I post a picture of myself on Instagram. Smiling. Fit. Wearing only swimming shorts. I get a lot of likes. I check again. Even more. I check again and again. More and more likes. But it’s not satisfactory. I stop posting half-naked pictures of myself. I stop following people I hardly know, people mostly posting half-naked pictures of themselves. I post a quote by Buddha. Someone comments on it with a green heart. I tap on the profile name, one that includes ‘Yoga’. I imagine yet another typical Insta-yogi: Fit body in insanely difficult yoga position against spectacular natural background, accompanied by a few clichés about wisdom or love. But no, here’s something else. A person holding on to wall bars is bending his knees into a gentle squat. He writes about a knee injury, about the exercise he is doing, about patience as a practice. I scroll down and see that he can also do the insanely difficult yoga positions. And he is quite physically attractive. But next to a picture where he is doing an insanely difficult yoga position is a video in which he tries to do the same position but loses his balance and fails. He is real. I like the pictures. We start messaging. When I meet him in the park, Dan is lying down with his knee injury and crutches and a mantra of wisdom and love tattooed on the inside of his right arm. After a couple of hours of talking and a first tentative kiss, we say farewell for now. He takes the crutches and gets up to leave. He is shorter than I thought. But nobody can be everything I think I want. I delete Instagram, Grindr, Tinder, and some other apps from my phone. Dan and I meet regularly this summer. I start to like that he’s shorter than me. One day, while we are on the bus to go somewhere, he takes out his phone. It looks like he’s scrolling down Instagram. I feel uncomfortable. I reinstall Instagram and start scrolling as well. But then I decide to say something instead. I say that I don’t want to pretend. I say I felt less connected when he started scrolling while sitting next to me. Dan doesn’t start defending himself. He admits that it’s often quite unconscious and automatic when he starts scrolling. He says he wants to become more aware. I say that I often like how he uses social media to present himself and what he believes in. It’s how we first met, after all. He puts away his phone and takes my hand in his.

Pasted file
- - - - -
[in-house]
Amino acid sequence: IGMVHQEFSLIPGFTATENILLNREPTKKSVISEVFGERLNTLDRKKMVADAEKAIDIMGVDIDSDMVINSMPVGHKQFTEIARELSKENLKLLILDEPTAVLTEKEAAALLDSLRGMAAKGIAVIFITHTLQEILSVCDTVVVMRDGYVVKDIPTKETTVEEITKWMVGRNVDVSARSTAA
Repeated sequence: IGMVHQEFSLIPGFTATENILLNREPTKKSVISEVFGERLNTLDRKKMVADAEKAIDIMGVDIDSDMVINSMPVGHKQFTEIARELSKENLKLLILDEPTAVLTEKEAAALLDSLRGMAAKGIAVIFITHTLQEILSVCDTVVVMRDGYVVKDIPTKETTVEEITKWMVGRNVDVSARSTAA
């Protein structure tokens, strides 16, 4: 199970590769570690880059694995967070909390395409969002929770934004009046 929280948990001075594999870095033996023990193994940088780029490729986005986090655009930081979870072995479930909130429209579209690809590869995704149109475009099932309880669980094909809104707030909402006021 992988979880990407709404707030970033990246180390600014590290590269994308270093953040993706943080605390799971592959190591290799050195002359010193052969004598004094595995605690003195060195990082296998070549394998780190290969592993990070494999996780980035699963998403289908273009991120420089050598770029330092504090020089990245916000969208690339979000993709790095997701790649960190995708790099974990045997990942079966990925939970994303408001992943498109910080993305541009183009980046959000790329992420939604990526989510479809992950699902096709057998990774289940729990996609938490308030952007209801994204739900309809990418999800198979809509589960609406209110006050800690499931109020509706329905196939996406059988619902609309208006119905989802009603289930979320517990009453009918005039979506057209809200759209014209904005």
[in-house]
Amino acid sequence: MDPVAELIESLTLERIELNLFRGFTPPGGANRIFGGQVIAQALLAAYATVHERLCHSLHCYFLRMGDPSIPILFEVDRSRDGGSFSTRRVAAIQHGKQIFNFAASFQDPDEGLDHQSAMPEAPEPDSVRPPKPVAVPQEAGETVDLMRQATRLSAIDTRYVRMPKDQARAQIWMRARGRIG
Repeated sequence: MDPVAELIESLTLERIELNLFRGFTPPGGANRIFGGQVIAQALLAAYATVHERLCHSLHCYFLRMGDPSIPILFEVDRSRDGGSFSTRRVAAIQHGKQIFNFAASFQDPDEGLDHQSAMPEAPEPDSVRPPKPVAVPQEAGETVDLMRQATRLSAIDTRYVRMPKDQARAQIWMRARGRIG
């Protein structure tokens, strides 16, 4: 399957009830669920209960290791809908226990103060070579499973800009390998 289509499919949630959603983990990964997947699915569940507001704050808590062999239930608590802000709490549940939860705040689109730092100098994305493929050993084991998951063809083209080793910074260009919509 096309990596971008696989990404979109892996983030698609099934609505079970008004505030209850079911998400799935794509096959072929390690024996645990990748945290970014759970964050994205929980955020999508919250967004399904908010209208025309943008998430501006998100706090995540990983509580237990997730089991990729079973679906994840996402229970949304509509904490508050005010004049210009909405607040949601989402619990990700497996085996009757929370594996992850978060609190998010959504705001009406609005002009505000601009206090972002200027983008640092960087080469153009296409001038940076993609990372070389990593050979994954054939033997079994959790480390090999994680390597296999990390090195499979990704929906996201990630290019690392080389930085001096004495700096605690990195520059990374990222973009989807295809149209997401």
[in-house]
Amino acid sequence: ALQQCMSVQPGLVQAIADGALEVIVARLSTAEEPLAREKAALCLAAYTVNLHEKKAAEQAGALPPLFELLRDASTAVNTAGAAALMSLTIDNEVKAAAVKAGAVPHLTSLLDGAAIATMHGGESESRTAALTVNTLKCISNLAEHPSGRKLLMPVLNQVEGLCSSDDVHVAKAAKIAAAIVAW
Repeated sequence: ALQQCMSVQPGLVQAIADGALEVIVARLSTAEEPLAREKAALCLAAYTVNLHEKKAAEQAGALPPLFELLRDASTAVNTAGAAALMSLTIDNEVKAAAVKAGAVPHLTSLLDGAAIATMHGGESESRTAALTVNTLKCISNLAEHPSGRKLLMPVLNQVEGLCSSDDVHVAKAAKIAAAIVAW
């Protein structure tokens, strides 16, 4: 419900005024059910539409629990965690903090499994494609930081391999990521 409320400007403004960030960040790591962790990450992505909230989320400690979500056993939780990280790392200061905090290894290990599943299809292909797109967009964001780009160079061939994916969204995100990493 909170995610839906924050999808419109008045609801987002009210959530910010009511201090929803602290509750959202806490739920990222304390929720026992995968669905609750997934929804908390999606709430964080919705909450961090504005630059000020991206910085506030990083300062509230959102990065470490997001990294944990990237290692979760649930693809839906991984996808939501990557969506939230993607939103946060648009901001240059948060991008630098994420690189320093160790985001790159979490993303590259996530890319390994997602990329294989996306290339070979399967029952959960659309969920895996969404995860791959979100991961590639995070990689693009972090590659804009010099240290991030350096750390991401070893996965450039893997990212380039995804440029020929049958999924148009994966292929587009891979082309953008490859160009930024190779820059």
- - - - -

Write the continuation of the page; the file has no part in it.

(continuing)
See for yourself

– Are you aware when you pick up your phone and start scrolling? Pause for a moment and sense what is happening as you pick it up. You can make it a regular meditation practice. You can make grasping for your phone the signal to stop and be aware for a moment, like a mindfulness bell.

– What do you become aware of when you’re on social media or dating apps? What kind of thoughts do you have? What kind of feelings? What do you want? What do you sense in the body?

– Notice how you use social media and dating apps. Who do you follow? What do you like and comment on? What are you posting? What do you want? Do your actions create more connection and love, or do they create more separation and suffering?

– Have a day without using social media and dating apps and see what happens. What do you become aware of? Does your hand automatically grasp for the phone? What is happening at that moment? What are you feeling, thinking, and sensing? Is there boredom, loneliness, or something else? Can you sit with it for a little while?

This is an excerpt from Vikram’s latest book, Becoming Buddha, a book with meditations on everyday things like breathing, sitting, shitting, fucking, fighting, and more. Signed, exclusive copies are available in India from My Secret Bookshelf The book and podcast is also available via Mohini.no

Vikram Kolmannskog
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